Dual Boot : Create Partitions Using PWBD
click to enlarge
System Image and MBR-sr-second.jpg


My System SpecsSystem Spec
29 Sep 2010   #8
mjf

Windows 7x64 Home Premium SP1
 
 

Quote   Quote: Originally Posted by mjf View Post
I've looked and cannot find an answer.
When restoring a Windows system image:

(1) Does the MBR (first 512 bytes) get saved when the image is made and restored?

(2) Do partitions get replaced in exactly the same position when restored to a new disk?
For any subsequent searches on the topic and the benefit of others. I believe the answers are
(1) Yes
(2) Yes

I just went through the exercise.
New 1TB HDD out of the bag;
Old HDD out new HDD plugged in;
Boot from repair disk and image restored (Windows imaging) and system automatically booted.
MBR (including disk signature) same as when imaged. Partitions in the same place.
All third party applications appear to running as before.
That's it. (Hopefully).
My System SpecsSystem Spec
29 Sep 2010   #9
Bare Foot Kid
Microsoft MVP

W 7 64-bit Ultimate
 
 

Hello again.





Glad it seems you have it sorted and thanks for the info.
My System SpecsSystem Spec
25 Nov 2013   #10
Scoop

Windows 7 Home Premium 64 bit
 
 

Hi all,

From reading this thread (great info as always here ) I think this is answered but I had this post ready before finding this thread so I'll post it to see if I have the right idea about this:

------------------------------------------------------------------------------------------------------------------------

I'm a routine cloner and I also run periodic full-disk images. I've been reading about this subject recently:

1) Will a removal of the partitions completely remove all previous malware/virus objects on a HDD?

I've been affected a couple of times the past couple of years with malware/virus but recovered fast with my cloned HDD that I keep on the shelf. After I was running on my replacement HDD for a while, I deleted the partitions on the infected HDD, reformatted, and re-cloned back to it. The newly-cloned HDD tested ok, booted up, etc. I returned the HDD to the shelf for my next spare. In both instances, a removal of the partitions and a reformat removed the malicious objects.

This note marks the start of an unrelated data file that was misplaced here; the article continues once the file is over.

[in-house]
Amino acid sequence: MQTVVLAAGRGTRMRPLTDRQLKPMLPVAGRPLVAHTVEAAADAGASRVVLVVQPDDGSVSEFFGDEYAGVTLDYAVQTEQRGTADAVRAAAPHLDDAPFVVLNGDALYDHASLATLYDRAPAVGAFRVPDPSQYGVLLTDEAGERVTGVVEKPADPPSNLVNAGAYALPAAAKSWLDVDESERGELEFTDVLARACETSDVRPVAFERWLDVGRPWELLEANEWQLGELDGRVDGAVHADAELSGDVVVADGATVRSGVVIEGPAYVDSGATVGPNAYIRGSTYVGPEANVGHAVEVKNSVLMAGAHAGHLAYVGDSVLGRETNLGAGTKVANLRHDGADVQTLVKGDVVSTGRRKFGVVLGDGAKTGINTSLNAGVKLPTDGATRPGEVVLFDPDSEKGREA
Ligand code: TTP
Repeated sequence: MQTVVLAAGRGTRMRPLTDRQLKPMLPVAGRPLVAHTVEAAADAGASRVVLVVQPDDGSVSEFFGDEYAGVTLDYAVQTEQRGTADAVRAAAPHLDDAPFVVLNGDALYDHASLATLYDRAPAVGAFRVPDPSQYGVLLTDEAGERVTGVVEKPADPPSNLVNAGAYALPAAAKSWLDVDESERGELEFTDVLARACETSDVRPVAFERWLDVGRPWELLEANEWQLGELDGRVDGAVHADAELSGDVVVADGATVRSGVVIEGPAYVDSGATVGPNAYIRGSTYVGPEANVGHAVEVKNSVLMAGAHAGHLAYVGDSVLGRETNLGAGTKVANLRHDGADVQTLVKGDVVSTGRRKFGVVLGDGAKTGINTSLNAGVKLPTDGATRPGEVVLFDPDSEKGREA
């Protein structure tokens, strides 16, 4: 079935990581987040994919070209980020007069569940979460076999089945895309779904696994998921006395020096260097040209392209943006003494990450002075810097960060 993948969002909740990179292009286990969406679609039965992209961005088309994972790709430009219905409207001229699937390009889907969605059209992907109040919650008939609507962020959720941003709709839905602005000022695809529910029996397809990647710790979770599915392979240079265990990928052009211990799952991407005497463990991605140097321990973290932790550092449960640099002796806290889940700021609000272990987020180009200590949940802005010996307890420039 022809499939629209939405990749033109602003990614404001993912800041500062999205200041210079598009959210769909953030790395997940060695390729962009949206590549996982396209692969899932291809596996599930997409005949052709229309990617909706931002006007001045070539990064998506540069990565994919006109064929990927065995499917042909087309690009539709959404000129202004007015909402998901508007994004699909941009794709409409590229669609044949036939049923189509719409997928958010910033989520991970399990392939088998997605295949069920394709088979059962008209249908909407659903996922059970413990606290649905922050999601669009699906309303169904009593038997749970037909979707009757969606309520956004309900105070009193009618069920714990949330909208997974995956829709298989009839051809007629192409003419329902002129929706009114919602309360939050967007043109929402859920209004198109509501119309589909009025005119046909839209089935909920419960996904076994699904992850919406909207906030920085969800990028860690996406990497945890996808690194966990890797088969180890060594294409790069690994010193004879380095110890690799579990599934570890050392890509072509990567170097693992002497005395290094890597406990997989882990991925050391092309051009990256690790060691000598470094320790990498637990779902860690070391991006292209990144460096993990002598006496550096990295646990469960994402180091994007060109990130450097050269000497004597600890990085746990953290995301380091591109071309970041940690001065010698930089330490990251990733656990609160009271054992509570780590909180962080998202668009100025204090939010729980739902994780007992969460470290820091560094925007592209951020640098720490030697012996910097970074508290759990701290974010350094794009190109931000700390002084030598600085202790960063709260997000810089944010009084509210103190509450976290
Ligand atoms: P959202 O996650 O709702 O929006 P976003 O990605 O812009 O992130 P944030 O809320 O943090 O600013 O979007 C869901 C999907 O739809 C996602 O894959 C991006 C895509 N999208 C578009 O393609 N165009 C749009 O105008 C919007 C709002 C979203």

The question I have is regarding to the MBR and its location on a standard (no customized install options) Windows 7 HDD.

I'm running Windows 7 x64 Home Premium with a standard install with the 2 common partitions, the "System Reserved" partition and the main partition.

The question that I have is, where does the MBR reside on a Windows 7 standard-install HDD? Until recently, I had thought that all boot objects, MBR, Boot Mgr, etc, were located within the 100Mb "System Reservd" partition.

I've since read articles that seem to indicate that the MBR isn't located in any partition. It's located in the first sector of the HDD, "sector 0", whereas the first partition in a standard Windows 7 HDD starts at Sector 2048.

If I have this part right, that means that if the user removes all partitions on the HDD, the original MBR is still present on the HDD, and, if infected with a rootkit in the MBR sector, that also remains on the HDD.

Is that right?

If so, I'm assuming that a complete disk wipe, using "DBAN" or another HDD wipe tool, would remove all traces of any remaining malicious objects residing in the MBR, which would then allow the user to reformat and use the HDD for a cloned spare, restoring it into one's backup use.



2) From reading this thread and a couple others at this forum, my understanding is that cloning and full-disk imaging (where any "include the MBR", etc box is ticked during the imaging setup process) will include the MBR.

That would seem so, since I've test-recovered several full-disk images with Macruim (free) and Acronis 2011 and they've all booted into Windows without problems.
My System SpecsSystem Spec
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 System Image and MBR